baked oats1

Rice Noodle Salad

Rice noodle salad is something I make on emergency or out of the blue. I pretty much have all ingredients ready in my fridge and pantry. Although it is a relatively easy dish to make, the freshness from veggies and herbs plus a beautiful Asian dressing makes it so special and flavoursome.

Coriander is one of my favorite herbs in Asian dish. Did you know it actually belongs to a carrot family? It is rich in essential vitamins and minerals – Vitamin A, B, C, K, iron, magnesium, potassium and calcium. Your skin loves coriander because it reduces acne and provides protection from eczema, dryness and fungal infections. The rich aroma helps in the proper secretion of enzymes and digestive juices in the stomach, helping your digestion. Good news for women? it helps regulate proper menstrual cycles and reduces the associated pain during period. It also helps to regulate your blood sugar level, blood pressure and cholesterol levels. Such a shame I tried to grow them in my garden a few times, but all failed! In fact, I didn’t have much luck with basil and parsley either. I don’t think they like me 🙁 Does anyone have some good tips with gardening?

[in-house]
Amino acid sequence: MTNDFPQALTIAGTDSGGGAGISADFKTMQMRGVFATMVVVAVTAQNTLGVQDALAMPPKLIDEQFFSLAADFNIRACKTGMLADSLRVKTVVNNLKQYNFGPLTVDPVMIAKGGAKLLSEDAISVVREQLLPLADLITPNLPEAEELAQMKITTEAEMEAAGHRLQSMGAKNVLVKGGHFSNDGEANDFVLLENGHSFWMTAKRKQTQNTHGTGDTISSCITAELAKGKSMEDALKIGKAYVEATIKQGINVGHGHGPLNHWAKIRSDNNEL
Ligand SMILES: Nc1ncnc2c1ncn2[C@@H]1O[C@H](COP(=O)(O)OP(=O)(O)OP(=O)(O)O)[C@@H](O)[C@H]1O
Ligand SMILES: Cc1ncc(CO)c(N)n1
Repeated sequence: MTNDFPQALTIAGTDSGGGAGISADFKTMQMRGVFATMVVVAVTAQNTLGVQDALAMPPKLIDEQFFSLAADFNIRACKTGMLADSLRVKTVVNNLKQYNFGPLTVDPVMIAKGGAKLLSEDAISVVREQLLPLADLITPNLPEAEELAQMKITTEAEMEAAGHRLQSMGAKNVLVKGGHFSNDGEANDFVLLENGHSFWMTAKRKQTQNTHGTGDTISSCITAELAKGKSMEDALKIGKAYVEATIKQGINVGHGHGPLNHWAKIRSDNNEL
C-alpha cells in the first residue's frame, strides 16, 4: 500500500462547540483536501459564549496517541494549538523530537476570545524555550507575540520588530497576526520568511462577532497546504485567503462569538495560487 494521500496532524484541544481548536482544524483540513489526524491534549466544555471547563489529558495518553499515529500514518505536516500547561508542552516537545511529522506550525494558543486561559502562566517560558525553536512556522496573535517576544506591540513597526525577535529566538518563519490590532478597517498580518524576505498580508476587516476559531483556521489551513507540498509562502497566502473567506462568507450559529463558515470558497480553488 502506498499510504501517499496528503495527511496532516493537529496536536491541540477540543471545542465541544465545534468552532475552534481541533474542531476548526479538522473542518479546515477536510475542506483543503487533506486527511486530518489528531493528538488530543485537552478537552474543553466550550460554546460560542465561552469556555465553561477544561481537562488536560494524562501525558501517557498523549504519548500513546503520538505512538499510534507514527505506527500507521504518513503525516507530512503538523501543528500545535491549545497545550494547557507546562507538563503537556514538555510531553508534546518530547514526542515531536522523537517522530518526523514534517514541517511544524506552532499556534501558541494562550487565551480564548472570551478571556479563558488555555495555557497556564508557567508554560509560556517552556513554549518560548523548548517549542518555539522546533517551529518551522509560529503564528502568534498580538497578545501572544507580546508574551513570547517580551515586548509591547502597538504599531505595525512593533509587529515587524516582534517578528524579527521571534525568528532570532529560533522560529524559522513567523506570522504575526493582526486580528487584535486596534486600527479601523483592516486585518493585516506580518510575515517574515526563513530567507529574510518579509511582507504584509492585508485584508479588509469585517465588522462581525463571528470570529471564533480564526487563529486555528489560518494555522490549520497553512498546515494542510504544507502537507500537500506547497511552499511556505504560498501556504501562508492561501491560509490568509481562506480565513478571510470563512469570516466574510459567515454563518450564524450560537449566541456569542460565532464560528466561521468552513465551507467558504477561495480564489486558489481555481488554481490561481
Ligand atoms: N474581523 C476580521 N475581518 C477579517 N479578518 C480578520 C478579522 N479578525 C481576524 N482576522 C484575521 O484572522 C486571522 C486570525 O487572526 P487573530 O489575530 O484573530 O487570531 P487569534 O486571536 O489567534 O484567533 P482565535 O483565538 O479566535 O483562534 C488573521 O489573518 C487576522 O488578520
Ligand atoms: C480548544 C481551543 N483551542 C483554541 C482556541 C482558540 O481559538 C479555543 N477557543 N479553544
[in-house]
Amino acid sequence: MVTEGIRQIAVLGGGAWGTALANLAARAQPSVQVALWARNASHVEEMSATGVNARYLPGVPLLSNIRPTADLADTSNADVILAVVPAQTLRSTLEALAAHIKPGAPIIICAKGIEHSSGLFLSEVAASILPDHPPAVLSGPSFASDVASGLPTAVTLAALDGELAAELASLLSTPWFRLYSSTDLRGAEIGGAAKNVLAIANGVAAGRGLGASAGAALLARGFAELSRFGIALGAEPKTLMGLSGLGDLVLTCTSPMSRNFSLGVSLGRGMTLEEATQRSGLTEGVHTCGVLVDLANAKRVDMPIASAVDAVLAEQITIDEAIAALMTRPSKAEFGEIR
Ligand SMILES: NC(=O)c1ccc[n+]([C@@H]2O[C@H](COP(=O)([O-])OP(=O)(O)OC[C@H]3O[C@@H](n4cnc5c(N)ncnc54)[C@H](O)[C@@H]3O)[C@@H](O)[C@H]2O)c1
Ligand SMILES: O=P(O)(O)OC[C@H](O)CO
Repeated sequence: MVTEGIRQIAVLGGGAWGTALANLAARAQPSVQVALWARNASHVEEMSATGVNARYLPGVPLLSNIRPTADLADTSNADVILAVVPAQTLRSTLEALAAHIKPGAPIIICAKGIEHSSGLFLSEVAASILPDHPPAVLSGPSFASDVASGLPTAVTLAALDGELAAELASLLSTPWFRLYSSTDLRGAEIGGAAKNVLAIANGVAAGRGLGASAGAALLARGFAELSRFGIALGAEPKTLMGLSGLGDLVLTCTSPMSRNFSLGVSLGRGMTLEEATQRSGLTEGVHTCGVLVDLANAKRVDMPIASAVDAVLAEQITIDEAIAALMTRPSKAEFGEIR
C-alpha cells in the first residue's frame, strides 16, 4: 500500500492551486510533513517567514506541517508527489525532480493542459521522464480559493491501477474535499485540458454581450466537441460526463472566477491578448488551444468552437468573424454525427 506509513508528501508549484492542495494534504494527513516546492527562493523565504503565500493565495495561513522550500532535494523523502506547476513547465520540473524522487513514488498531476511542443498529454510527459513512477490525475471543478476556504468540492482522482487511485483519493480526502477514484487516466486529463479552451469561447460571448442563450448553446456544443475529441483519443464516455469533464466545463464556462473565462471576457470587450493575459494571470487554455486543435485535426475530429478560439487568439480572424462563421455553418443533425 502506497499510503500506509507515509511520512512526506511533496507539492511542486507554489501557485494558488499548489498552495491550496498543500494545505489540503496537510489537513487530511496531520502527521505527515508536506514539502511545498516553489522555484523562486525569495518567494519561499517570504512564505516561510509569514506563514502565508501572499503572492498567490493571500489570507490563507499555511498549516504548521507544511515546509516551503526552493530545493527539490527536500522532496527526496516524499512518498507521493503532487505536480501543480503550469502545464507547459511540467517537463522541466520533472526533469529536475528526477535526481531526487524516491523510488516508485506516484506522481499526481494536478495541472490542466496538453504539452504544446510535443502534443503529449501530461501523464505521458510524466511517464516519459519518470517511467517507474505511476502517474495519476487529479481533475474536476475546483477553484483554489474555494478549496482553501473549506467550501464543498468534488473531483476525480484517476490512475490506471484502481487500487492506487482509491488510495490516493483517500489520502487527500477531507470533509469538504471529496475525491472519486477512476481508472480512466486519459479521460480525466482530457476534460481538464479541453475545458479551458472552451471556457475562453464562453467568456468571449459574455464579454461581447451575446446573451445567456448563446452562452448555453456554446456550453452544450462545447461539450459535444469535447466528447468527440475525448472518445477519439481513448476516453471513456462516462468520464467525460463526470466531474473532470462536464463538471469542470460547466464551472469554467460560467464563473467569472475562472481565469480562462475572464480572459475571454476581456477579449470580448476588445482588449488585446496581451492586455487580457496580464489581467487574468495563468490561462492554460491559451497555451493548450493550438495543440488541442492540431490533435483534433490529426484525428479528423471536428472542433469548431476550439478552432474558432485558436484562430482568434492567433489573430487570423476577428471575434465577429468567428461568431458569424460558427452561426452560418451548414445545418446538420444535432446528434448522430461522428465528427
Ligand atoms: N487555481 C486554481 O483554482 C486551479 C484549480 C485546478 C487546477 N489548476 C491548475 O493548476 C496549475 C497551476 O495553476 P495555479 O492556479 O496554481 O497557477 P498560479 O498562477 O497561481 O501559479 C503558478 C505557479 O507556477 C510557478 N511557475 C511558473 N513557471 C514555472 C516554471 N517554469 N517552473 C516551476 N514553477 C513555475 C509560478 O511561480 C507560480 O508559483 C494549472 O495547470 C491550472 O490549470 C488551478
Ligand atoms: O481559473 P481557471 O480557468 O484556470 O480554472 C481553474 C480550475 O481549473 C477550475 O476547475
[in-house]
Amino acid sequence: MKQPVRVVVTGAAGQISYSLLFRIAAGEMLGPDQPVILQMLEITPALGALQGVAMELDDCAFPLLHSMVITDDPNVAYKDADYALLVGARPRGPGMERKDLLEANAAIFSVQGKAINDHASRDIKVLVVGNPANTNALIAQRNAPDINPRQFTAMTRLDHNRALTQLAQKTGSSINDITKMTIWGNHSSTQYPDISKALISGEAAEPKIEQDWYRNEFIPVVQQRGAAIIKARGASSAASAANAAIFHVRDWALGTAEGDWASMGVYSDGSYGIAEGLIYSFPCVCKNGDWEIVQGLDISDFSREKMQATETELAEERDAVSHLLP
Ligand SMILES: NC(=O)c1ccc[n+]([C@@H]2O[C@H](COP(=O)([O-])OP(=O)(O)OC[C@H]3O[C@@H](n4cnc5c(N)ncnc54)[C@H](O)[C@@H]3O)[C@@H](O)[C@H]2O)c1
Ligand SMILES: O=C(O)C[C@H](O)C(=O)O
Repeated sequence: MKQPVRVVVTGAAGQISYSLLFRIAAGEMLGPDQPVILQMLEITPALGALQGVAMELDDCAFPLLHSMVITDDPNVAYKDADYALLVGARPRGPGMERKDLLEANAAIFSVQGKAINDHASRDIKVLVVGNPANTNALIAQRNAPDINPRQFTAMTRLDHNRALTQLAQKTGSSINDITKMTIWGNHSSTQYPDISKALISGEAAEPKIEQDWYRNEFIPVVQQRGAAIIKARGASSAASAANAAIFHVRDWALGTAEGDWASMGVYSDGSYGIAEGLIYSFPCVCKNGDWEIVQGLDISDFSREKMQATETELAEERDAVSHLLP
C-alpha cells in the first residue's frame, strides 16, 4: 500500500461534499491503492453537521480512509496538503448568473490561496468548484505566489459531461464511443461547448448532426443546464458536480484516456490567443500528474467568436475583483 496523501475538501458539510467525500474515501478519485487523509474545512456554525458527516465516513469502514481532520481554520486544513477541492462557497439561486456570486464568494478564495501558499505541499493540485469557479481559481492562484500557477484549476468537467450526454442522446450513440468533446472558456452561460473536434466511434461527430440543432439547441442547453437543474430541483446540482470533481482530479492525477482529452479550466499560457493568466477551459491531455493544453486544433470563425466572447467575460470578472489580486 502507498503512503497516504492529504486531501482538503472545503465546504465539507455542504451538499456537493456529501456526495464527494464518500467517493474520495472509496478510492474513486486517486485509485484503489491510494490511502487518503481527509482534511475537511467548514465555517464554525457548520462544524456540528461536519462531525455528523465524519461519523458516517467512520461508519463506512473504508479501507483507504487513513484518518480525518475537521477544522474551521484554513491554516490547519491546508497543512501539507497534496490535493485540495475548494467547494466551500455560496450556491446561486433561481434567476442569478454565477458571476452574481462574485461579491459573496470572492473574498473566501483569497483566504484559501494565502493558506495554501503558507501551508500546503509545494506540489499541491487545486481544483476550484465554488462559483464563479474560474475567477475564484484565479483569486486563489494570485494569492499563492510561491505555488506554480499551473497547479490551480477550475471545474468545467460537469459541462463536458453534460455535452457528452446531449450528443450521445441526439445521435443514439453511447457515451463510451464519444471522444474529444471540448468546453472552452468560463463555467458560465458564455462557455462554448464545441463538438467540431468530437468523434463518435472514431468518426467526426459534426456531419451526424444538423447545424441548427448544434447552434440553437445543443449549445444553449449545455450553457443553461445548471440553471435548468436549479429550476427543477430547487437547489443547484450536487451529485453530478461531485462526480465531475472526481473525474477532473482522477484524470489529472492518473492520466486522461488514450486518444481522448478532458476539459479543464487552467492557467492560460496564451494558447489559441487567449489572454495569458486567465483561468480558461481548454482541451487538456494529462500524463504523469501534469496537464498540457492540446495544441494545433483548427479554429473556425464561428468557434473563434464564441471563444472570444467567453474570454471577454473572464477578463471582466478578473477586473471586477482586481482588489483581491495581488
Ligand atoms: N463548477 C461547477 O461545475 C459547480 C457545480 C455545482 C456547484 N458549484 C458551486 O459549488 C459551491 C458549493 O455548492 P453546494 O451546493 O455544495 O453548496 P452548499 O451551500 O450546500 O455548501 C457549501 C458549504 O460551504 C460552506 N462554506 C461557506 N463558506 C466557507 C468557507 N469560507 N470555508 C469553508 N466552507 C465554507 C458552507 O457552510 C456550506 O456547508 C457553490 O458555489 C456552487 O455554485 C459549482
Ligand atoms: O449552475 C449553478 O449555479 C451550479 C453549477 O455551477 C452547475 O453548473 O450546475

Rice Noodle SaladIngredients

1 cup of rice noodles
1 stalk of celery
1/2 cup of bean sprouts
1/2 cup of shredded cabbage
1/2 of grapefruit sliced
a bunch of coriander

For dressing
1 tsp of tamari
1 tsp of rice vinegar
1 tsp of chilli flakes
1 tsp of sesame oil
1 tsp of sesame seeds
salt and pepper to taste

Cook the rice noodles in a boiling water for a few minutes until tender, drain, rinse under cold water and set aside. Finely shred cabbage, slice celery, desegment grapefruit and roughly chop coriander. Mix cooked noodles and prepared vegetables in a large bowl. Pour the half of the dressing into a bowl and gently toss to combine. Transfer to a serving bowl and drizzle the rest of the dressing over the salad.